The natural world is filled with networks. Predator and prey, flower and pollinator—each interacting pair forms a link in a networked community of organisms.
Now, a French research team has developed a model that explores how evolution may help shape these ecological networks over time as species interact in either antagonistic or mutually beneficial ways. The recent findings, reported in Ecology Letters, suggest that evolution could help explain common patterns that scientists find in ecological networks today. “We don’t actually have a lot of ways to observe the assembly of networks,” says ecologist and evolutionary biologist Jeremy Yoder of California State University, Northridge, who was not involved in the study. “We don’t really know what [a network’s] history is.”
As scientists explore existing networks, two major trends have emerged, as noted in a 2011 paper. Mutualistic interactions tend to be part of “nested” networks, where insects, for example, may specialize in distinct flowers, but flowers receive visits from several pollinator species.
Meanwhile, antagonistic interactions, such as between predator and prey or herbivore and plant, tend to form “modular” networks with pairs grouped into small subsets of the community—and organisms tend to interact primarily with others within their own subset. “We wanted to see whether evolutionary dynamics could lead to these kinds of [network] structures,” says evolutionary biologist Odile Maliet, study lead author and a postdoctoral fellow at the Institut de Biologie de l’École Normale Supérieure in Paris, France.
Maliet and her team simulated the formation of an ecological network. Their model simplified interactions to home in on the essential elements: Imagine an island with only two species. This island is divided into a grid of 4,000 cells, each housing one representative from each species. The species’ interactions depend on how closely their traits match.
The traits, represented by numerical values, are intentionally “super abstract,” meaning the same values could apply to any number of traits belonging to organisms in real-world networks, says Maliet. For a mutualistic network, for example, the values might represent the shapes of a flower tube and a pollinator’s beak. For an antagonistic network, the values could represent a plants’ ability to defend itself with toxic compounds and an herbivore’s capacity to overcome the defense.
The simulation begins by killing off one individual from each species at random. These deaths leave openings on the island for new individuals that represent the next generation. Initially, individuals within a species are genetically identical, so survivors all have the same probability of producing offspring. But with each new generation, the model randomly introduces small genetic mutations that may push an offspring’s traits further or closer to the other species.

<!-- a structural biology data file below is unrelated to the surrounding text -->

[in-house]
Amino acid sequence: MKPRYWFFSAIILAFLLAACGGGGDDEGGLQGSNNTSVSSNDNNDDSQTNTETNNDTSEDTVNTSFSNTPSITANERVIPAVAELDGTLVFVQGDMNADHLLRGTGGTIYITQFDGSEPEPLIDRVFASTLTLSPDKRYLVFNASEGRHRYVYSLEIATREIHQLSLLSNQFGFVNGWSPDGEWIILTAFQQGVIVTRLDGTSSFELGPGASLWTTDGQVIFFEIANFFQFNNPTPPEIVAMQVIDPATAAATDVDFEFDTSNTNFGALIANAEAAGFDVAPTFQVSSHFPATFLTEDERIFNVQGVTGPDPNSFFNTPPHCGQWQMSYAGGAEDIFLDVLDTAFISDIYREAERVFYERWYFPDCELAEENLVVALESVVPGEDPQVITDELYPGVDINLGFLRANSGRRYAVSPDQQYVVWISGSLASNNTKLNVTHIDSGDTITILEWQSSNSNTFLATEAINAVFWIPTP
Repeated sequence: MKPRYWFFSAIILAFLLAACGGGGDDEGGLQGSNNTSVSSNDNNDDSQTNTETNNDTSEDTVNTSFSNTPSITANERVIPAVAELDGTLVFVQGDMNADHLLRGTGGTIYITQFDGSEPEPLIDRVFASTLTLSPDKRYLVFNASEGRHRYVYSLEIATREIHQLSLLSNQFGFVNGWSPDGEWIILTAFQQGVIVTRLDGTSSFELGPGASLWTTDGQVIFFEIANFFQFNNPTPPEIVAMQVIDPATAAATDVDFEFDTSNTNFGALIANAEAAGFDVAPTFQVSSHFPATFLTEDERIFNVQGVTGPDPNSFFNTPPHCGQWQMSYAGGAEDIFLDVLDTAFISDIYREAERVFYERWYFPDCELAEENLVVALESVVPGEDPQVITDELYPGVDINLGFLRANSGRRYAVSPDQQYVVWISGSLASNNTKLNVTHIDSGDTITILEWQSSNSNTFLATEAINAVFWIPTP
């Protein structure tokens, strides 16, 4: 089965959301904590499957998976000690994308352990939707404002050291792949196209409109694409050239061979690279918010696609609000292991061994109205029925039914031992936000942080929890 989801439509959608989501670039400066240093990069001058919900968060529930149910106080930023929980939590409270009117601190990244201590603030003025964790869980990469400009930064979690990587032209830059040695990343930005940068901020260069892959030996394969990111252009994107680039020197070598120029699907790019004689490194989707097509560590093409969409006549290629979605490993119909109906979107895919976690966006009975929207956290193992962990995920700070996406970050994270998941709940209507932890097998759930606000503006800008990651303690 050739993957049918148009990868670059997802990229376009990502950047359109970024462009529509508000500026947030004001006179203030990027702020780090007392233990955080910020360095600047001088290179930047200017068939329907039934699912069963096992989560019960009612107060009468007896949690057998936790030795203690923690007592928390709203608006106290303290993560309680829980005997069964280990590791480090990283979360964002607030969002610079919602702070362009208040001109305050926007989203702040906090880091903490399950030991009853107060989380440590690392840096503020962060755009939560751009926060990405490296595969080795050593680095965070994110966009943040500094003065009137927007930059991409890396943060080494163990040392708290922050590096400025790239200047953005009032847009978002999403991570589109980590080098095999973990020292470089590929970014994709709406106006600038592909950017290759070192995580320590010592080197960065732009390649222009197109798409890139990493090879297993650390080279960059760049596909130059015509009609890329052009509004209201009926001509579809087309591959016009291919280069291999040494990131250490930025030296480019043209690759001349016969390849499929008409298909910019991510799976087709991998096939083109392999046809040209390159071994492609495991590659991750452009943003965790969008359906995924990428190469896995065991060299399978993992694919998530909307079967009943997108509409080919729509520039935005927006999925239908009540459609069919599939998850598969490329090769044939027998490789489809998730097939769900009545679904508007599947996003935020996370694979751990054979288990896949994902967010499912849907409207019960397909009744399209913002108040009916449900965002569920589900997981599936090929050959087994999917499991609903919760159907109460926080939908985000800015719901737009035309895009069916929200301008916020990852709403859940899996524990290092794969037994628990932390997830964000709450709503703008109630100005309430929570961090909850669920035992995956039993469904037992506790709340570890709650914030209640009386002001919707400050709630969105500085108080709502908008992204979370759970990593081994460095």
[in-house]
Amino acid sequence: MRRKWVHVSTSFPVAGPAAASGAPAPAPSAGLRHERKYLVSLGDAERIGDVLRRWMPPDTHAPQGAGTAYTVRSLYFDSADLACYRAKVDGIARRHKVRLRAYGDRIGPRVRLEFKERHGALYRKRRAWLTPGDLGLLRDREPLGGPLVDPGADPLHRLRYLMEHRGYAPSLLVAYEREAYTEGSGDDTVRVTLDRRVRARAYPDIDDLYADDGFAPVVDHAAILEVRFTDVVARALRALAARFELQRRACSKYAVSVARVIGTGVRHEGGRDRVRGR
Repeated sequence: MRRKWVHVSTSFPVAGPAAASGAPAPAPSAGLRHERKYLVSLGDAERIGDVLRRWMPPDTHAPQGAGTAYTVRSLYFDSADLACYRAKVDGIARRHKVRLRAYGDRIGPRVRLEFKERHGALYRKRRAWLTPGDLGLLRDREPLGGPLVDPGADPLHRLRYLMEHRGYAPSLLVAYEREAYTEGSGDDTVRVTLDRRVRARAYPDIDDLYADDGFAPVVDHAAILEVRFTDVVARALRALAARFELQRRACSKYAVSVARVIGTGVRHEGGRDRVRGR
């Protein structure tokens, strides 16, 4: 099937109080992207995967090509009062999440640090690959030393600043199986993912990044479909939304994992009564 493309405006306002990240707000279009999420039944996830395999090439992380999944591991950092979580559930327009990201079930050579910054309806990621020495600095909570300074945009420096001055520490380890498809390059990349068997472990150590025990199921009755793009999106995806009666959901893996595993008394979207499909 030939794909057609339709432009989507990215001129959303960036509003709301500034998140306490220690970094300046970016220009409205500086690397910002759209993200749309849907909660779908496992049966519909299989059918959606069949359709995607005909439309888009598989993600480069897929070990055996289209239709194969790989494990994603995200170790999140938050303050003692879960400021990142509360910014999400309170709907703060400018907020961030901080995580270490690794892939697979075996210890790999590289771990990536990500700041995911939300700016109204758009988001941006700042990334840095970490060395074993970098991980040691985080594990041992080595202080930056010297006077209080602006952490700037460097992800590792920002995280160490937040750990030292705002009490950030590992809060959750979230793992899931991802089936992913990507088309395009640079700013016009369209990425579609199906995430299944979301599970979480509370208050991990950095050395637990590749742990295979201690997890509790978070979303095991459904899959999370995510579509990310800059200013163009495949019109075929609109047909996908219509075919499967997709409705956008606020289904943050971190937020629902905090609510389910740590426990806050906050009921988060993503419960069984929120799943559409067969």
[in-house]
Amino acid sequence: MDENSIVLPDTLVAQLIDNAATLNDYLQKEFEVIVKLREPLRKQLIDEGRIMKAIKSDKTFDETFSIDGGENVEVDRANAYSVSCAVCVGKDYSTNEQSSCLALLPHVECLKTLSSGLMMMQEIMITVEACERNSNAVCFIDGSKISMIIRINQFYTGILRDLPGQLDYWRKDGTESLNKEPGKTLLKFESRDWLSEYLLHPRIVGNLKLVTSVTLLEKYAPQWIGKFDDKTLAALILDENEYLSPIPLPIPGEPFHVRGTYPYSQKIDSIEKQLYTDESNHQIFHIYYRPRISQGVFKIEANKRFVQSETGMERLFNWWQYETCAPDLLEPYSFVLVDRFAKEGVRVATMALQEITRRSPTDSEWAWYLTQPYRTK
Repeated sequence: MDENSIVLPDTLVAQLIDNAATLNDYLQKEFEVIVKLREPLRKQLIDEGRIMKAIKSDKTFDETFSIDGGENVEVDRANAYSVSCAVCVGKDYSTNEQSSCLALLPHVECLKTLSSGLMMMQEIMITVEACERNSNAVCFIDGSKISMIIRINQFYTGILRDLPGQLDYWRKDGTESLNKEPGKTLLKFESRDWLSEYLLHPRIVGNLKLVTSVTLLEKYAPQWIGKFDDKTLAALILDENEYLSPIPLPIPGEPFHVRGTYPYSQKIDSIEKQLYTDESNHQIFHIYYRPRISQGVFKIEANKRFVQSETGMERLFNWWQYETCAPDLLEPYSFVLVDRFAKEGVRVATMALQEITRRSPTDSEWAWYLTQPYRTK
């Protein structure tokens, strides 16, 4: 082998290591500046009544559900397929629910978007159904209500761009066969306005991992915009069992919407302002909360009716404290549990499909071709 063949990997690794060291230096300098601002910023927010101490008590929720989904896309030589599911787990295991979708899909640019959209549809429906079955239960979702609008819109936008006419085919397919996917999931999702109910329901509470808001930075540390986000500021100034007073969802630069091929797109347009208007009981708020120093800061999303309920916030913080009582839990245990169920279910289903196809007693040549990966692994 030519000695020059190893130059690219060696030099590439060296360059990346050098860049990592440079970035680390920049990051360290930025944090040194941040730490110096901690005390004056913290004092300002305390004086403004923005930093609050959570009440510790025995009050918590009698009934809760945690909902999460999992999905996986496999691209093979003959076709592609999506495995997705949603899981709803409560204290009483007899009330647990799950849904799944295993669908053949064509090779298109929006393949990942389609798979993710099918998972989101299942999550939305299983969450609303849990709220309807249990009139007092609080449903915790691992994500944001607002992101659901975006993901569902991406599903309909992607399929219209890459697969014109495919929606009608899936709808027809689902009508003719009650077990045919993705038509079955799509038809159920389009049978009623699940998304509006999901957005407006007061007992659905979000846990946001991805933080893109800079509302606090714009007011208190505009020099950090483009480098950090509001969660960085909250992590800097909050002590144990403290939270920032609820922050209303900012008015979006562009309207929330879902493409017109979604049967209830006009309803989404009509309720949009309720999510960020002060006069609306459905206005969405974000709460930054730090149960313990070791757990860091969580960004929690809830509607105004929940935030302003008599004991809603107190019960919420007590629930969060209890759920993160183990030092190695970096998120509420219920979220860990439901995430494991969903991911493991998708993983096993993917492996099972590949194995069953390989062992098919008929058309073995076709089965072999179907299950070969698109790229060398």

In the team’s mutualistic network model, individuals have a higher probability of contributing to the next generation when their trait values more closely match those of the interacting species. In the antagonistic model, the predator species has a higher probability of reproducing when it closely matches its prey, but the prey is more successful with a mismatched trait.
The model repeats this process of random death followed by reproduction with slight mutation for thousands of generations. Over time, genetic mutations accumulate enough that species diverge into new species. When the simulation is complete, the team creates a phylogenetic tree that shows how each species is related based on family histories going back to the start of the simulation. The researchers also construct an ecological network for the resulting species that captures interactions between species pairs.
The team repeatedly ran models for antagonistic and mutualistic networks, as well as neutral networks where species interact at random. The results show patterns similar to what’s been observed in nature. “The antagonistic ones tend to be more modular and less nested than the mutualistic ones,” says Maliet.
“This paper answers what feels to me like a really longstanding question,” says Yoder. “Do patterns like nestedness or modularity tell us something about the evolution that led to the networks that we see today? I think the conclusion is that they can.”
But the research also raises other questions. Mutualistic models tended to generate networks with fewer species than antagonistic ones. This finding doesn’t match some mutualistic networks in nature, such as, for example, the hugely diverse network of figs and their specialist wasp pollinators. Maliet acknowledges that the model could be improved. “I think there is something lacking for the mutualism [model],” she says. Thinking about what’s lacking could help her team and others generate new hypotheses about what exactly is missing and, therefore, important. And they could add these parameters into future models.
The model is publicly available so others can vary its moving parts and generate their own hypotheses. “I’m looking forward to playing around with the [model] myself,” says Yoder. “And seeing what comes from this [model] in the future.”